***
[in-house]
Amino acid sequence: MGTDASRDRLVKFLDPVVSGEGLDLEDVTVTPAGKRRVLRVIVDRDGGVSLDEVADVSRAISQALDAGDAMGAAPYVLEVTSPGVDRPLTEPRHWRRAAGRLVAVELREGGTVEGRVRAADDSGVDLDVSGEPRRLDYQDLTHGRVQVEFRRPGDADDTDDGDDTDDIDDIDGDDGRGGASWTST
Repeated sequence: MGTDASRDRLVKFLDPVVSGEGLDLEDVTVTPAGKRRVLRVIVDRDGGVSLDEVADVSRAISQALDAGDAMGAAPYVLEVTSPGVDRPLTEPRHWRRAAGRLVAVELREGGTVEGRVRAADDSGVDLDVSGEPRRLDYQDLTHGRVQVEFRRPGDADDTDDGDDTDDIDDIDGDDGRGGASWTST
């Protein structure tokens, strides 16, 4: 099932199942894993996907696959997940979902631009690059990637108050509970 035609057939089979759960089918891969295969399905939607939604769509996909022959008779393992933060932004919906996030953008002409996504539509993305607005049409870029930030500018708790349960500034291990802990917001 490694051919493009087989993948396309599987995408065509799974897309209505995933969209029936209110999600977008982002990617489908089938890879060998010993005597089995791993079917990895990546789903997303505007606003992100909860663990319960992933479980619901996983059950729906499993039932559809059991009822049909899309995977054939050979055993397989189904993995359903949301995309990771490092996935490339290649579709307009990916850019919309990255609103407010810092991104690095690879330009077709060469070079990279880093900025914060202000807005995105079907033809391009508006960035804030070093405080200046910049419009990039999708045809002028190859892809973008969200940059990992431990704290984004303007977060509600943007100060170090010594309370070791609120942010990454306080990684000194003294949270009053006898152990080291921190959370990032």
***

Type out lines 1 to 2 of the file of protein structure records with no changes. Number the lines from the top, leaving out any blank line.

[in-house]
Amino acid sequence: MGTDASRDRLVKFLDPVVSGEGLDLEDVTVTPAGKRRVLRVIVDRDGGVSLDEVADVSRAISQALDAGDAMGAAPYVLEVTSPGVDRPLTEPRHWRRAAGRLVAVELREGGTVEGRVRAADDSGVDLDVSGEPRRLDYQDLTHGRVQVEFRRPGDADDTDDGDDTDDIDDIDGDDGRGGASWTST